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New cases challenge Defense of Marriage Act (DOMA)

Joanne Pedersen, left, and Ann Meitzen are planning to sue because federal law does not recognize their Connecticut marriage. Photo by Christopher Capozziello for The New York Times

State and Federal laws often come into conflict, and gay marriage is a prime example of how confusing that confluence can be. Couples that are married in states where it is/was legal (5 states plus DC) may get all the state benefits to which they are entitled, but many benefits are given at the Federal level…which is where things get sticky…but not in a good way.

One big example of this is health insurance, which is a tough subject to tackle in itself. The New York Times reports on two cases where plaintiffs are suing the government in an effort to strike down the Defense of Marriage Act (DOMA), a 1996 law that prohibits the federal government from recognizing marriages of same-sex couples.

They are plaintiffs in one of two lawsuits being filed by the legal group Gay and Lesbian Advocates and Defenders, a gay rights legal organization based in Boston, and by the American Civil Liberties Union.

A similar challenge by the gay rights legal group resulted in a ruling in July from a federal judge in Boston that the act is unconstitutional. The Obama administration is appealing that decision.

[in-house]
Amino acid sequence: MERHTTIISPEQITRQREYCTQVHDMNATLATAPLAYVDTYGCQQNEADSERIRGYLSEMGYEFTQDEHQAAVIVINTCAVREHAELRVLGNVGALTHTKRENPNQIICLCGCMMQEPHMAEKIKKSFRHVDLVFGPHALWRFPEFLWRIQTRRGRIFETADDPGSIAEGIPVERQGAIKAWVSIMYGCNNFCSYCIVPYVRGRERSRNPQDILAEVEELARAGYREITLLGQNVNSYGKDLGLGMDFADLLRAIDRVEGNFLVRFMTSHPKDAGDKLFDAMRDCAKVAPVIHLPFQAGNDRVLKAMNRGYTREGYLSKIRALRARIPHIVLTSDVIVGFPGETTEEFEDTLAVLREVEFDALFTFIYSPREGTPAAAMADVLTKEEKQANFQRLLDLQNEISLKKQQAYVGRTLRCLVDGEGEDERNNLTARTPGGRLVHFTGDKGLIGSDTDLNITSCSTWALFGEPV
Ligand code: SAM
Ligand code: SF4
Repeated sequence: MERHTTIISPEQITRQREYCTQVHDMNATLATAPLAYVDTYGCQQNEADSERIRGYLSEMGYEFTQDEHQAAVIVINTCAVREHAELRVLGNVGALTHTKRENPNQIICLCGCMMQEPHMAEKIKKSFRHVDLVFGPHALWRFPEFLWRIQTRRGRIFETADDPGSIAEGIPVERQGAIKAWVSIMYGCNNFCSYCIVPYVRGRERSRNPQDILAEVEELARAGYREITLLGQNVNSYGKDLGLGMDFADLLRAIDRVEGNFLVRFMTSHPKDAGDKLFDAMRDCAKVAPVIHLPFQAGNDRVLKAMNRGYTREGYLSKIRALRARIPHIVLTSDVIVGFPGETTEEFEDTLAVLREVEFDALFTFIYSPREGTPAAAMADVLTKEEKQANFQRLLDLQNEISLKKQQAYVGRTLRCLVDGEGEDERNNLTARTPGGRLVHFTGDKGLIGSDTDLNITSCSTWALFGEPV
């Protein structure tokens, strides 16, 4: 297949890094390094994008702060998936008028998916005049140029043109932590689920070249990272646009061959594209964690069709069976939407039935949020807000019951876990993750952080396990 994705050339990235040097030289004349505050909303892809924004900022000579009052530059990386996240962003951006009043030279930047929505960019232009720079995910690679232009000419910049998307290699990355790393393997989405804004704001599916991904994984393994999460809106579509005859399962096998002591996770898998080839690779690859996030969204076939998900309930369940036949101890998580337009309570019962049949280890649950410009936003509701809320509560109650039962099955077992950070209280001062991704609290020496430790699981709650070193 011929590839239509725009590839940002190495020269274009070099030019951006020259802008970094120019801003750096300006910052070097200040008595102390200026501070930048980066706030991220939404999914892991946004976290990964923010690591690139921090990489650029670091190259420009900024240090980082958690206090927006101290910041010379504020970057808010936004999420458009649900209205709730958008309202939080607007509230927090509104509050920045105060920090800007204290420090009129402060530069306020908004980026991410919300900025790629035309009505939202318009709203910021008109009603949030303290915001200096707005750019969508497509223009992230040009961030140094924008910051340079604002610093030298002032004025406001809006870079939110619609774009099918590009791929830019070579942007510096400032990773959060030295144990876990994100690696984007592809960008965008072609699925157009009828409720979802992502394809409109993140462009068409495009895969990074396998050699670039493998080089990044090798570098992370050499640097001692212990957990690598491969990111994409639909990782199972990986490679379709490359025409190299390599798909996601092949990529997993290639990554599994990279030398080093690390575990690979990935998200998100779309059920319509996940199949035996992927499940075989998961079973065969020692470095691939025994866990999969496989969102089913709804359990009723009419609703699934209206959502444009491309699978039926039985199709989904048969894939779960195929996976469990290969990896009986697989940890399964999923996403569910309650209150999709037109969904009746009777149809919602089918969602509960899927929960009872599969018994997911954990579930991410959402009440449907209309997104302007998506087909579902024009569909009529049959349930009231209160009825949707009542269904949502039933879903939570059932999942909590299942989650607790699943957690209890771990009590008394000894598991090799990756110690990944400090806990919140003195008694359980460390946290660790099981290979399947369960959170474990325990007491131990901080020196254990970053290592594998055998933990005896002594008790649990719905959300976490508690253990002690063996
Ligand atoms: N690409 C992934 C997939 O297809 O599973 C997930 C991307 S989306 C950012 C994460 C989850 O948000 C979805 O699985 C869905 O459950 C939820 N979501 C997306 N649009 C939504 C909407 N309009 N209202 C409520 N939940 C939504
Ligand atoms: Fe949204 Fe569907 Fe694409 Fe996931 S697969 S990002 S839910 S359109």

The two new lawsuits, which involve plaintiffs from New York, Connecticut, Vermont and New Hampshire, expand the attack geographically and also encompass more of the 1,138 federal laws and regulations that the Defense of Marriage Act potentially affects — including the insurance costs amounting to several hundred dollars a month in the case of Ms. Pedersen and Ms. Meitzen, and a $350,0000 estate tax payment in the A.C.L.U. case.

The civil liberties union filed suit on behalf of Edith S. Windsor, whose spouse, Thea C. Spyer, died last year of aortic stenosis. The two women, New Yorkers who had been together for 44 years, married in Toronto in 2007. New York officially recognizes same-sex marriages performed in other states. Had the two been man and wife, there would have been no federal estate tax to pay.

“It’s just so unfair,” said Ms. Windsor, who is 81.

It’s hard to say what will happen in the current atmosphere. We have a very divided system right now and though public opinion seems to be slowly shifting towards gay acceptance it is still taboo for a Democratic president to support gay marriage. President Obama has called for the repeal of the DOMA, saying it is discriminatory. But he has also said he supports civil unions but not same-sex marriage. Last month, however, at a meeting with liberal bloggers, he said he had been thinking “a lot” about that position, saying, “Attitudes evolve, including mine.”

So here’s to another issue that has no clear outcome and likely will not for awhile. Keep fighting the good fight.

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